Temple alum Terrance Knighton went in the third round to the Jaguars last year and had an excellent rookie season. This year, the Owls went to a bowl game for the first time in 30 years.

Every kid worked out like his football future was at stake, and the effort was phenomenal. There were 31 kids working out, representing several colleges and universities.

Here is a look at the notable prospects:

ILB Alex Joseph (235 pounds) ran a 4.62-second 40-yard dash, with a 33-inch vertical jump and an impressive 6.69-second three-cone drill.

TE Steve Maneri is a tough kid with average speed (4.84 seconds in the 40) and measureables.

DT Andre Neblett (6-foot, 295) caught my eye at the Texas vs. The Nation college football all-star game. He is very quick with a good motor and ran a 5-second 40 with a 30-inch vertical jump.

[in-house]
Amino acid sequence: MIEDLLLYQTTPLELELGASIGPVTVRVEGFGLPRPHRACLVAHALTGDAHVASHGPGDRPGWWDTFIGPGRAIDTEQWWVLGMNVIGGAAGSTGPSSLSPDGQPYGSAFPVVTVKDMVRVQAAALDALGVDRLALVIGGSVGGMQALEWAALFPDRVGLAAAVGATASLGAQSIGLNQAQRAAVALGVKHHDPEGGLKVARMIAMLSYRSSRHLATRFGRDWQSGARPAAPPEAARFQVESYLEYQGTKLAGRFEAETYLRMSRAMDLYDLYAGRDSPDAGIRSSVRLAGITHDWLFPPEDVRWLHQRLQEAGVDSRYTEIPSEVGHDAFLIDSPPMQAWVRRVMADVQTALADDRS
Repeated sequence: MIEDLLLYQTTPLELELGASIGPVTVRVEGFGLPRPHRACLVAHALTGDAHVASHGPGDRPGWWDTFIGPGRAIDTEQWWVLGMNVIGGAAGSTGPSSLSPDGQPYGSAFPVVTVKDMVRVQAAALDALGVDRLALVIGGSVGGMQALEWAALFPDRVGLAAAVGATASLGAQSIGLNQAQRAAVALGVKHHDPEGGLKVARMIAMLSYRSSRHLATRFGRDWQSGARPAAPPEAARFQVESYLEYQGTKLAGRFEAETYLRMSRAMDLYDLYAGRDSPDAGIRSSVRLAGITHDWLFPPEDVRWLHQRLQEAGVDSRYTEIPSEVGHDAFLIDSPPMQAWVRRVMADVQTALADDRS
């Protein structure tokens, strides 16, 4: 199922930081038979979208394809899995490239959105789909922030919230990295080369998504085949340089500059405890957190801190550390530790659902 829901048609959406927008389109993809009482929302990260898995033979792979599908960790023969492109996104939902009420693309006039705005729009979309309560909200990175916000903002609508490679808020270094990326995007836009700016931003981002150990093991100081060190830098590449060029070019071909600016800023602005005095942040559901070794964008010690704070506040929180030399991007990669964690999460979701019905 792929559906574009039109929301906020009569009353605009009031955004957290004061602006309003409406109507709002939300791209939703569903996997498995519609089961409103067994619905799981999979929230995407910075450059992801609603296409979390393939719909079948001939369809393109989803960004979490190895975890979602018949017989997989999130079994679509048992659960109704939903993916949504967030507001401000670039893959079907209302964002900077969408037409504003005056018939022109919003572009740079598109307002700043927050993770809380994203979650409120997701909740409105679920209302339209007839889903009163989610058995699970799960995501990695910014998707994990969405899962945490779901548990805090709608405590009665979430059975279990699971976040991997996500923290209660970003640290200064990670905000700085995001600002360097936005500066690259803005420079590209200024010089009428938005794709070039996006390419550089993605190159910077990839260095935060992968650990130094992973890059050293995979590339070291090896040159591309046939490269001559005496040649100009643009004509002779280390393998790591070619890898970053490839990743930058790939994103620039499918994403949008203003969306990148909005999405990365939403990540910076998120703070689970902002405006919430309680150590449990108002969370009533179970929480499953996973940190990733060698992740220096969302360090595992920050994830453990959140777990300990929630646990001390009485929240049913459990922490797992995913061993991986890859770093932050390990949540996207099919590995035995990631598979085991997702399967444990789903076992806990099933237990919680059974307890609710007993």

DB Dominique Harris has good size for a safety, and ran 4.54 in the 40, while posting a 31-inch vertical jump, and an impressive 10-foot, 1-inch broad jump.

OT Devin Tyler (6-8 1/2 308) is a developmental tackle. He did 34 repetitions at 225 pounds with 33 3/4-inch arms.

Joseph and Harris have the size, speed and toughness to make a team based purely on special teams. Maneri could be a third tight end and special teams contributor. Neblett is quick enough and tough enough to earn snaps at the three technique in a four-man front. Tyler needs practice squad time to develop.

Seven players from Villanova’s Football Championship Subdivision (formerly Division I-AA) national championship team also participated at Temple’s pro day.